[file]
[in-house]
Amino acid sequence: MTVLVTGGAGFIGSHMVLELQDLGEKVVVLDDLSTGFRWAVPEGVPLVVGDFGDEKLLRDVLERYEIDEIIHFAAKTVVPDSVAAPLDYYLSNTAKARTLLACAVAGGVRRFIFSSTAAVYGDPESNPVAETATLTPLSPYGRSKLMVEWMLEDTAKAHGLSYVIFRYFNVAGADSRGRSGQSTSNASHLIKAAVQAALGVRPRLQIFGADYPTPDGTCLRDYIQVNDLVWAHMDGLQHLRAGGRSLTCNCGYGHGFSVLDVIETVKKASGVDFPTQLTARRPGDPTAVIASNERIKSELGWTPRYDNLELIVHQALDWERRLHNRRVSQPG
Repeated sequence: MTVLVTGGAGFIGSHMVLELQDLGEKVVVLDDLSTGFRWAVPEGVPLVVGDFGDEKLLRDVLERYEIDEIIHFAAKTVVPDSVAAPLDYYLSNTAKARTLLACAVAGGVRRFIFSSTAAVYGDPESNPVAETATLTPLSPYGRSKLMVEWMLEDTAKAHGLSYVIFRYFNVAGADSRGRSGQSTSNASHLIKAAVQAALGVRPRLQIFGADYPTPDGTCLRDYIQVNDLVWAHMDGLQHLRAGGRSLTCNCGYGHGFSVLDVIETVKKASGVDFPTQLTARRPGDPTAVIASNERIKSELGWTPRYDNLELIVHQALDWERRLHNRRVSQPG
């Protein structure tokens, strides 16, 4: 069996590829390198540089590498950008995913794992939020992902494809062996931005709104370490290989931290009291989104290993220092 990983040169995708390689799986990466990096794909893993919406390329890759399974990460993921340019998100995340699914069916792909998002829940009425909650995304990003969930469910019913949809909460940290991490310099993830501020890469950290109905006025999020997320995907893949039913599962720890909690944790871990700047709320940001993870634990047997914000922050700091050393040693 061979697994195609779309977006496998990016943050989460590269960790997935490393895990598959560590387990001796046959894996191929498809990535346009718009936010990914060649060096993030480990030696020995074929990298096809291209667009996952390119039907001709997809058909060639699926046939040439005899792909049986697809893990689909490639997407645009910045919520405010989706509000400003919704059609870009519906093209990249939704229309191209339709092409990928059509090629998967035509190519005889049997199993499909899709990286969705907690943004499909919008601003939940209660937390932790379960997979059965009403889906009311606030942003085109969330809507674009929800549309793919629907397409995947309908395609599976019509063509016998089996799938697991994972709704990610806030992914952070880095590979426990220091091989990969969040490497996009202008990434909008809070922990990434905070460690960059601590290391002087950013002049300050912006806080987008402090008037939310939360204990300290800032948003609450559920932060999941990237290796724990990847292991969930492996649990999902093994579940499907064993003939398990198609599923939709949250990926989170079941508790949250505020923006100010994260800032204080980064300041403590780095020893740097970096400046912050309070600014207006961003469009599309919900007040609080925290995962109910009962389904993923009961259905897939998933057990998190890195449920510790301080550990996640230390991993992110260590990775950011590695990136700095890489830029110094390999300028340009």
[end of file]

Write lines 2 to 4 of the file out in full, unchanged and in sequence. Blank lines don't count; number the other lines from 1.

Amino acid sequence: MTVLVTGGAGFIGSHMVLELQDLGEKVVVLDDLSTGFRWAVPEGVPLVVGDFGDEKLLRDVLERYEIDEIIHFAAKTVVPDSVAAPLDYYLSNTAKARTLLACAVAGGVRRFIFSSTAAVYGDPESNPVAETATLTPLSPYGRSKLMVEWMLEDTAKAHGLSYVIFRYFNVAGADSRGRSGQSTSNASHLIKAAVQAALGVRPRLQIFGADYPTPDGTCLRDYIQVNDLVWAHMDGLQHLRAGGRSLTCNCGYGHGFSVLDVIETVKKASGVDFPTQLTARRPGDPTAVIASNERIKSELGWTPRYDNLELIVHQALDWERRLHNRRVSQPG
Repeated sequence: MTVLVTGGAGFIGSHMVLELQDLGEKVVVLDDLSTGFRWAVPEGVPLVVGDFGDEKLLRDVLERYEIDEIIHFAAKTVVPDSVAAPLDYYLSNTAKARTLLACAVAGGVRRFIFSSTAAVYGDPESNPVAETATLTPLSPYGRSKLMVEWMLEDTAKAHGLSYVIFRYFNVAGADSRGRSGQSTSNASHLIKAAVQAALGVRPRLQIFGADYPTPDGTCLRDYIQVNDLVWAHMDGLQHLRAGGRSLTCNCGYGHGFSVLDVIETVKKASGVDFPTQLTARRPGDPTAVIASNERIKSELGWTPRYDNLELIVHQALDWERRLHNRRVSQPG
């Protein structure tokens, strides 16, 4: 069996590829390198540089590498950008995913794992939020992902494809062996931005709104370490290989931290009291989104290993220092 990983040169995708390689799986990466990096794909893993919406390329890759399974990460993921340019998100995340699914069916792909998002829940009425909650995304990003969930469910019913949809909460940290991490310099993830501020890469950290109905006025999020997320995907893949039913599962720890909690944790871990700047709320940001993870634990047997914000922050700091050393040693 061979697994195609779309977006496998990016943050989460590269960790997935490393895990598959560590387990001796046959894996191929498809990535346009718009936010990914060649060096993030480990030696020995074929990298096809291209667009996952390119039907001709997809058909060639699926046939040439005899792909049986697809893990689909490639997407645009910045919520405010989706509000400003919704059609870009519906093209990249939704229309191209339709092409990928059509090629998967035509190519005889049997199993499909899709990286969705907690943004499909919008601003939940209660937390932790379960997979059965009403889906009311606030942003085109969330809507674009929800549309793919629907397409995947309908395609599976019509063509016998089996799938697991994972709704990610806030992914952070880095590979426990220091091989990969969040490497996009202008990434909008809070922990990434905070460690960059601590290391002087950013002049300050912006806080987008402090008037939310939360204990300290800032948003609450559920932060999941990237290796724990990847292991969930492996649990999902093994579940499907064993003939398990198609599923939709949250990926989170079941508790949250505020923006100010994260800032204080980064300041403590780095020893740097970096400046912050309070600014207006961003469009599309919900007040609080925290995962109910009962389904993923009961259905897939998933057990998190890195449920510790301080550990996640230390991993992110260590990775950011590695990136700095890489830029110094390999300028340009």